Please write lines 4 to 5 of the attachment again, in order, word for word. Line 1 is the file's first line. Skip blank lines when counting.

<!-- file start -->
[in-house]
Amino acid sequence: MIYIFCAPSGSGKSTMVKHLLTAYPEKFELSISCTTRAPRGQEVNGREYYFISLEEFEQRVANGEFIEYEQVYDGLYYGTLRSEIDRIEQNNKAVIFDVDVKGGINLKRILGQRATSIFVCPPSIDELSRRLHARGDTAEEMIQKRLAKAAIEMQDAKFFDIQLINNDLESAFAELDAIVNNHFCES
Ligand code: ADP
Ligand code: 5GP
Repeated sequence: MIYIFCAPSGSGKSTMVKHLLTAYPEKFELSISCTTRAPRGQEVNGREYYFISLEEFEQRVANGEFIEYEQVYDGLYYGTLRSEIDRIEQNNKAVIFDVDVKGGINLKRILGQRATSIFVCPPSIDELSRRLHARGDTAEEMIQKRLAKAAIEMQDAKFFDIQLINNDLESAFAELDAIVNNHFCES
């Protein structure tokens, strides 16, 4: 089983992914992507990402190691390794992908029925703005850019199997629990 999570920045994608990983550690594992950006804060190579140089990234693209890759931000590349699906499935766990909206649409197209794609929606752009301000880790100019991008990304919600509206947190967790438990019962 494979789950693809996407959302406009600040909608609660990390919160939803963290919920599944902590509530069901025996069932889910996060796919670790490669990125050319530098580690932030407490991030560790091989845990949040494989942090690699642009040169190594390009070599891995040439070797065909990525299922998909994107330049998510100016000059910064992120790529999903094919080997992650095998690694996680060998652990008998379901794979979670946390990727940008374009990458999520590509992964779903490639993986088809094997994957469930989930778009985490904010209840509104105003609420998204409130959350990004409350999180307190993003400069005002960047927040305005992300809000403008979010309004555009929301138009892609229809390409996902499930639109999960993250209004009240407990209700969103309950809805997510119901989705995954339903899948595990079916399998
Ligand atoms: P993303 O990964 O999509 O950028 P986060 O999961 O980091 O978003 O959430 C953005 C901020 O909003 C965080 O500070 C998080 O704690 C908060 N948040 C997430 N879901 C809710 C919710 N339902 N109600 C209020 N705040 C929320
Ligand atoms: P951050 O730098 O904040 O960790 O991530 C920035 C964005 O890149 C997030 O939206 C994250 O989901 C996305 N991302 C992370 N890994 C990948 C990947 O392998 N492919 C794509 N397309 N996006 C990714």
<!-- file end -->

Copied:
Ligand code: 5GP
Repeated sequence: MIYIFCAPSGSGKSTMVKHLLTAYPEKFELSISCTTRAPRGQEVNGREYYFISLEEFEQRVANGEFIEYEQVYDGLYYGTLRSEIDRIEQNNKAVIFDVDVKGGINLKRILGQRATSIFVCPPSIDELSRRLHARGDTAEEMIQKRLAKAAIEMQDAKFFDIQLINNDLESAFAELDAIVNNHFCES